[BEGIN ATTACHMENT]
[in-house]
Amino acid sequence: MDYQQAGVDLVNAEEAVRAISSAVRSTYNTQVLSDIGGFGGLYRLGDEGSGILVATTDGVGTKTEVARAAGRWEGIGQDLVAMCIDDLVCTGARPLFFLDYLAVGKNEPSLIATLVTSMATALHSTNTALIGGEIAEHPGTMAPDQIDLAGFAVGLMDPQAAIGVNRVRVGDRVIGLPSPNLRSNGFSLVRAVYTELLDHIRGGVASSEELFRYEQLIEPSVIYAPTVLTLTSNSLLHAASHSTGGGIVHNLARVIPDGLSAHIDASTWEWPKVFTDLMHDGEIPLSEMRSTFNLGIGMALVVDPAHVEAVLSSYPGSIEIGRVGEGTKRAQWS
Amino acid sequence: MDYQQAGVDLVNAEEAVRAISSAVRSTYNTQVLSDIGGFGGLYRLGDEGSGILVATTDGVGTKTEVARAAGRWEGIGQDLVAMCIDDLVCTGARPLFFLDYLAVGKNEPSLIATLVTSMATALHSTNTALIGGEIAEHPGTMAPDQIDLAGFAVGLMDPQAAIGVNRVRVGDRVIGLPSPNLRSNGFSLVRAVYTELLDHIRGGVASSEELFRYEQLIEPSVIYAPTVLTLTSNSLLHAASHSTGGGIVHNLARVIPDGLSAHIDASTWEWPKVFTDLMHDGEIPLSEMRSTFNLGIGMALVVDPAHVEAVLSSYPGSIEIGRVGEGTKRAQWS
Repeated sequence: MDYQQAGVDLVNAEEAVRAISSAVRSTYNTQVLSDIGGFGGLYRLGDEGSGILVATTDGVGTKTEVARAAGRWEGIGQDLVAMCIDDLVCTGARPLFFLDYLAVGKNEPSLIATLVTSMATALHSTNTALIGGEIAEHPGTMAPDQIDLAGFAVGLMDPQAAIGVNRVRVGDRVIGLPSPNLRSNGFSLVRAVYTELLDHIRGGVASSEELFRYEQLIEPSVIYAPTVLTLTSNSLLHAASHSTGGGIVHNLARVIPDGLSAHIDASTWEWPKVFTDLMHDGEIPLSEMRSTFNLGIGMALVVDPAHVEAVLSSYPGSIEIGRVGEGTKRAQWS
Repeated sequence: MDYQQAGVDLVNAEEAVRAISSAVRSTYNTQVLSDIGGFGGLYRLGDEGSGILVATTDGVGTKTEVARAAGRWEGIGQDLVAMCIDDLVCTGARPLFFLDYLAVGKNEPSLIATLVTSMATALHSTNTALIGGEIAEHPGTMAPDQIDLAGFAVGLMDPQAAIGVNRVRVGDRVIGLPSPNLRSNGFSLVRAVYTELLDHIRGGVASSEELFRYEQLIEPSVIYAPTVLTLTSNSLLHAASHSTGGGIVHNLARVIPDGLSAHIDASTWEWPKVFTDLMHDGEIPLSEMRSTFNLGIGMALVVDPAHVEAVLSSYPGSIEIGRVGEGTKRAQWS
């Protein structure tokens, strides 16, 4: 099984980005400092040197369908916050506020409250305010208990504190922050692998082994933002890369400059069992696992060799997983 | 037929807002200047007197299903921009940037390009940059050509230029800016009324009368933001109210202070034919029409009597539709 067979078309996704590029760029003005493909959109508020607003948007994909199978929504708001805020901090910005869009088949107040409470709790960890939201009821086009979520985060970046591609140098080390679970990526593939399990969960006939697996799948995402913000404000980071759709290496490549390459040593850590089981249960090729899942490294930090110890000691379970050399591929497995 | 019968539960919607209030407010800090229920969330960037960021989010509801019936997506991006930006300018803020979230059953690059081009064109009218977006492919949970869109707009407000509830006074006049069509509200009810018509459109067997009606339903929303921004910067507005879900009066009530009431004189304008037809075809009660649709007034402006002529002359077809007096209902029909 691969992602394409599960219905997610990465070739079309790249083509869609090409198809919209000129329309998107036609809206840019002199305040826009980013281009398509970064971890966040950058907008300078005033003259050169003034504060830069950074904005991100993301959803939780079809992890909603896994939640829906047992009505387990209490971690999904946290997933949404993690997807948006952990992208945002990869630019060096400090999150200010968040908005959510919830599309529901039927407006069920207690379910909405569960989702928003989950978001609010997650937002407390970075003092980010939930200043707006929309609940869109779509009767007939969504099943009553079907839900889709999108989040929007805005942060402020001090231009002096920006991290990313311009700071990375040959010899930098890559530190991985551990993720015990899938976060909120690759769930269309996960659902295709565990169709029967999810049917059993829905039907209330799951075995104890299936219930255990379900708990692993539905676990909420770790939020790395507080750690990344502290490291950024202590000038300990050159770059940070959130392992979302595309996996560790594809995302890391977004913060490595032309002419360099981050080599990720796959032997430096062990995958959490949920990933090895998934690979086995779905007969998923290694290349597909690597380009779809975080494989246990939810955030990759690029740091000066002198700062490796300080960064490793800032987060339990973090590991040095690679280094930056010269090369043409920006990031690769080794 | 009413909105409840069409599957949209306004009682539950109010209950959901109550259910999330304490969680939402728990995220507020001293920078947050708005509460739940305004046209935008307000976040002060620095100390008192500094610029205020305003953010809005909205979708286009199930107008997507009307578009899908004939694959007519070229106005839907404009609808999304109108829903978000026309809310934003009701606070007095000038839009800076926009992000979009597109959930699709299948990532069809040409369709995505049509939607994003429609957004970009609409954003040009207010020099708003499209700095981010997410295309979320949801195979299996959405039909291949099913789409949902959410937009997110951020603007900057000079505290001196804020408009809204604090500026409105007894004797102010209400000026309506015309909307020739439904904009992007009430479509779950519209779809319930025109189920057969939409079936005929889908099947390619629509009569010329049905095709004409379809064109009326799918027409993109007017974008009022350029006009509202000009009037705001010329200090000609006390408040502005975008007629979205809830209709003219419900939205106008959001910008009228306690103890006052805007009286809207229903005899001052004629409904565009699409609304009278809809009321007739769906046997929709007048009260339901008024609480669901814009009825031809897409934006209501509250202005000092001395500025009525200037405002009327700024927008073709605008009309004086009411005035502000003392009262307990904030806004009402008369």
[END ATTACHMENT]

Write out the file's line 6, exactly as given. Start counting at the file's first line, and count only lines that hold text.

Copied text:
């Protein structure tokens, strides 16, 4: 099984980005400092040197369908916050506020409250305010208990504190922050692998082994933002890369400059069992696992060799997983 | 037929807002200047007197299903921009940037390009940059050509230029800016009324009368933001109210202070034919029409009597539709 067979078309996704590029760029003005493909959109508020607003948007994909199978929504708001805020901090910005869009088949107040409470709790960890939201009821086009979520985060970046591609140098080390679970990526593939399990969960006939697996799948995402913000404000980071759709290496490549390459040593850590089981249960090729899942490294930090110890000691379970050399591929497995 | 019968539960919607209030407010800090229920969330960037960021989010509801019936997506991006930006300018803020979230059953690059081009064109009218977006492919949970869109707009407000509830006074006049069509509200009810018509459109067997009606339903929303921004910067507005879900009066009530009431004189304008037809075809009660649709007034402006002529002359077809007096209902029909 691969992602394409599960219905997610990465070739079309790249083509869609090409198809919209000129329309998107036609809206840019002199305040826009980013281009398509970064971890966040950058907008300078005033003259050169003034504060830069950074904005991100993301959803939780079809992890909603896994939640829906047992009505387990209490971690999904946290997933949404993690997807948006952990992208945002990869630019060096400090999150200010968040908005959510919830599309529901039927407006069920207690379910909405569960989702928003989950978001609010997650937002407390970075003092980010939930200043707006929309609940869109779509009767007939969504099943009553079907839900889709999108989040929007805005942060402020001090231009002096920006991290990313311009700071990375040959010899930098890559530190991985551990993720015990899938976060909120690759769930269309996960659902295709565990169709029967999810049917059993829905039907209330799951075995104890299936219930255990379900708990692993539905676990909420770790939020790395507080750690990344502290490291950024202590000038300990050159770059940070959130392992979302595309996996560790594809995302890391977004913060490595032309002419360099981050080599990720796959032997430096062990995958959490949920990933090895998934690979086995779905007969998923290694290349597909690597380009779809975080494989246990939810955030990759690029740091000066002198700062490796300080960064490793800032987060339990973090590991040095690679280094930056010269090369043409920006990031690769080794 | 009413909105409840069409599957949209306004009682539950109010209950959901109550259910999330304490969680939402728990995220507020001293920078947050708005509460739940305004046209935008307000976040002060620095100390008192500094610029205020305003953010809005909205979708286009199930107008997507009307578009899908004939694959007519070229106005839907404009609808999304109108829903978000026309809310934003009701606070007095000038839009800076926009992000979009597109959930699709299948990532069809040409369709995505049509939607994003429609957004970009609409954003040009207010020099708003499209700095981010997410295309979320949801195979299996959405039909291949099913789409949902959410937009997110951020603007900057000079505290001196804020408009809204604090500026409105007894004797102010209400000026309506015309909307020739439904904009992007009430479509779950519209779809319930025109189920057969939409079936005929889908099947390619629509009569010329049905095709004409379809064109009326799918027409993109007017974008009022350029006009509202000009009037705001010329200090000609006390408040502005975008007629979205809830209709003219419900939205106008959001910008009228306690103890006052805007009286809207229903005899001052004629409904565009699409609304009278809809009321007739769906046997929709007048009260339901008024609480669901814009009825031809897409934006209501509250202005000092001395500025009525200037405002009327700024927008073709605008009309004086009411005035502000003392009262307990904030806004009402008369």